Tips for Staying Positive When Things Get Tough

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Life doesn’t care whether you’re having a good time or not. It’s going to keep ebbing and flowing either way. We all have bad moments, days, or even years. Positivity is a choice you have to practice making. We all know the clichés that are supposed to get us through dark times. “This too shall pass”. “It’s always darkest before the dawn.” “The sun will come out tomorrow.” All of these are clichés because they’re true, but it’s not really practical advice.

Read on for some practical ways to practice positivity during tough times.

• Drop the Victim Identity
When something bad happens, it’s easy to fall into the feeling of being victimized by circumstances or another person. You may feel powerless, or like the world is against you.

Playing the victim will further prolong negative feelings and may deter others from helping. The common denominator in life’s ups and downs is always you. Psychology Today recommends overcoming victimhood by taking responsibility for and owning your wants and needs. Many times disappointment stems from unrealistic expectations. Recognize that everything isn’t going to go your way all the time, and be prepared to roll with the punches.

• Practice Mindful Meditation
Whatever you want to call it: self-reflection, prayer, mindfulness–meditation is a free and efficient way to press pause on negative thinking. Research shows that mindfulness and meditation can reduce depression and pain, and boost emotional well-being. To get started, check out our article on the Benefits Of Mindful Meditation For Older Adults.

• Take Care of Your Body
When we’re bummed, it’s easy to sink into the couch with a bag full of Cheetos for a marathon binge session, but that’s not going to help the situation. Don’t get us wrong, rest is important. In addition to making sure you’re getting enough sleep, eat nourishing foods and move your body.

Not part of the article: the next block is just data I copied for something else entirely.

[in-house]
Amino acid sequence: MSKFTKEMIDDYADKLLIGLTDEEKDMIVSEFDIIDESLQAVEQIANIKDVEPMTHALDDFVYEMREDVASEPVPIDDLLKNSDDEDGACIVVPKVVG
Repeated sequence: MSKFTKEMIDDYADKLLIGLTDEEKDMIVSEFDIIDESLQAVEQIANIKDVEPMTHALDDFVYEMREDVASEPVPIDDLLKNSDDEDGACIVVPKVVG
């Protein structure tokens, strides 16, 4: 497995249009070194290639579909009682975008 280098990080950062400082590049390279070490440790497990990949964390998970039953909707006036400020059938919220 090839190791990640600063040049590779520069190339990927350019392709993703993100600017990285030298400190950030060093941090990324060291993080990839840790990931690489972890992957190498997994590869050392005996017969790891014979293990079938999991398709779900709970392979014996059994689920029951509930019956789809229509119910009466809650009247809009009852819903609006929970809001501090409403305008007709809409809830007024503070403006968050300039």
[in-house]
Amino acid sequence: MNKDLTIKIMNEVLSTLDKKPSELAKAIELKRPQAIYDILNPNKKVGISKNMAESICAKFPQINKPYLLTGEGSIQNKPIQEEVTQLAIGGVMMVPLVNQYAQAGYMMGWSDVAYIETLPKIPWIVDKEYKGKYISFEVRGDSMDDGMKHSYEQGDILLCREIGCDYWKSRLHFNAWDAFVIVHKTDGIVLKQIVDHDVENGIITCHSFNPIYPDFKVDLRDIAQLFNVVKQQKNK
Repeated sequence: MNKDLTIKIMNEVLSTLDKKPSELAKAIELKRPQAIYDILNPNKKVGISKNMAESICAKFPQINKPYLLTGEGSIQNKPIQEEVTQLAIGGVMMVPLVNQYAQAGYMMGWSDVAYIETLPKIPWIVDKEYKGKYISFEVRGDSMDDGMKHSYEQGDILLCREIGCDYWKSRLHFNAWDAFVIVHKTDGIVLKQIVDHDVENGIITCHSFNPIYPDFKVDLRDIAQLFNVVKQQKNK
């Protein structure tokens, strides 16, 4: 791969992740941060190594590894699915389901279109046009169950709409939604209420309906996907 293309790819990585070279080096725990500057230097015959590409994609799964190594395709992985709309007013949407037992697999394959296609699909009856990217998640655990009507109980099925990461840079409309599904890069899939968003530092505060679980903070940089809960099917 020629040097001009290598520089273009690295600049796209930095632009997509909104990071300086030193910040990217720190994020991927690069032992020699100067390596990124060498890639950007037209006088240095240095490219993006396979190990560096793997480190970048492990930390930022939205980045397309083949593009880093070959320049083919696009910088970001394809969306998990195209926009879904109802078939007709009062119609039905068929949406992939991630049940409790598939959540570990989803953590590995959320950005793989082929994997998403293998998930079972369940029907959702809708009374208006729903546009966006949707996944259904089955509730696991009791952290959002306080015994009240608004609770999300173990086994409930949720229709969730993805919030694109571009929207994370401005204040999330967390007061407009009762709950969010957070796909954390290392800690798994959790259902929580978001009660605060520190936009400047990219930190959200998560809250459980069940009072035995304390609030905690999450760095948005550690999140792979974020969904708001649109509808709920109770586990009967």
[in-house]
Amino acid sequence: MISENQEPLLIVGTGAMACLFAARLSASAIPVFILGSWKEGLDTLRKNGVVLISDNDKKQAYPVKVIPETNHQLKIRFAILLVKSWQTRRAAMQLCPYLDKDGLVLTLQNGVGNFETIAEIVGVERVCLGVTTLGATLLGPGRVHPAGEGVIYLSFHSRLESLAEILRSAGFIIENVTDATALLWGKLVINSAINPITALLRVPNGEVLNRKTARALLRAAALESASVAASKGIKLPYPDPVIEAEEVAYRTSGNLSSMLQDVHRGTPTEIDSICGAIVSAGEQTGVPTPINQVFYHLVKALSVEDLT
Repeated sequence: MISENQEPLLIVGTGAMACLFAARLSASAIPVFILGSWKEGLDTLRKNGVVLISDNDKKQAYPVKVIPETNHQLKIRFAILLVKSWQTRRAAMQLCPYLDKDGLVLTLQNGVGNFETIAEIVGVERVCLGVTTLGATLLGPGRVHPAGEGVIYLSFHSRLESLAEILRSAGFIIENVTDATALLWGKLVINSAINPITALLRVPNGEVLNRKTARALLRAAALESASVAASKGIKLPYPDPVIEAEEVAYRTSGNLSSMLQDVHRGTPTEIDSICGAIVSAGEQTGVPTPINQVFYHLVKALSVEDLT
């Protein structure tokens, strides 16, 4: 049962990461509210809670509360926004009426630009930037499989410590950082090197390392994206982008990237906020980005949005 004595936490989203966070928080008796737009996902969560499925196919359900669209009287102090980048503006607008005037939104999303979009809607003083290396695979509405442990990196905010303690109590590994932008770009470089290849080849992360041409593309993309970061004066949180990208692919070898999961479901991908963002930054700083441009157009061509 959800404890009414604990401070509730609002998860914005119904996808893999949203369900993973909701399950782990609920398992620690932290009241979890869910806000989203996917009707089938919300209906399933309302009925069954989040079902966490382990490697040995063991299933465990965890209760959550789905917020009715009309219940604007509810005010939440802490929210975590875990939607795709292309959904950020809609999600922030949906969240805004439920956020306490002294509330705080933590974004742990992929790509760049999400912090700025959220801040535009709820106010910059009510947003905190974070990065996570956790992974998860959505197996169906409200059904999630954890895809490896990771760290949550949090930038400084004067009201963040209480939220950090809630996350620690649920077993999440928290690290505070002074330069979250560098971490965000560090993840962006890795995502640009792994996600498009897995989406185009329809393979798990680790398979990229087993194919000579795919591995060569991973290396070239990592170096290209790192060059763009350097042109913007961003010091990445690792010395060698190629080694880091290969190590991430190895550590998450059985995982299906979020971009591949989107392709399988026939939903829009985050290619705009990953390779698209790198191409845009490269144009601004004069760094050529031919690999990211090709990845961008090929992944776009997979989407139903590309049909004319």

• Adjust Your Focus
When you feel overwhelmed, try focusing on what is immediately around you. When you’re focused on the present, you can’t worry about the future or dwell on the past. (There’s no point in worrying over what you’re not in charge of, anyway.) You can also use your body’s built-in sensors to cheer yourself up. Listen to your favorite album, watch a funny movie, light a scented candle, eat some chocolate, or hug someone.

• Develop a Gratitude Attitude
Being grateful during tough times is easier said than done, however, it is important. Negativity begets negativity. It’s a vicious cycle. Gratitude promotes optimism and helps us to develop a more positive outlook. What’s going well for you? Sometimes the silver lining is more of a dull gray, but at the very least, you can be grateful that things aren’t worse than they already are. Change your thoughts, and your life will follow.

• Help Someone Else
When you’re feeling sorry for yourself, do something for someone else. Not only will altruism help put your problems in perspective, but helping others will, in turn, improve your mood.

• Guard Your Mind
Garbage in = Garbage out. Are you hanging out with negative people, comparing yourself to others, or filling your head with negative news? It’s time for that old adage of letting go of that which no longer serves you. Perhaps this means deleting social media from your phone, turning off the TV, or choosing not to spend time with Negative Nancy. Replace the garbage with something edifying, like an uplifting podcast.

• Step Outside of the Situation
Take yourself out of the situation and pretend it’s happening to a friend instead. What advice would you give them? You wouldn’t blame them, belittle them, or call them names. So, do yourself the same kindness. Practice turning negative self-talk into positive re-enforcement. It might help to pretend like you’re talking to a younger you. You wouldn’t be mean to a little kid, you’d encourage and support them. Be sweet to yourself.

• Do Something You Love
Whether it’s an old hobby or a new activity, keeping yourself busy keeps your mind off of, well, yourself. For instance, when you’re learning to play the ukulele, it’s hard to think of anything else besides the next note. Immersing yourself in a good book can distract you from problems that aren’t going anywhere any time soon. You get the idea. If you need a new stress-free hobby, check out these ideas.


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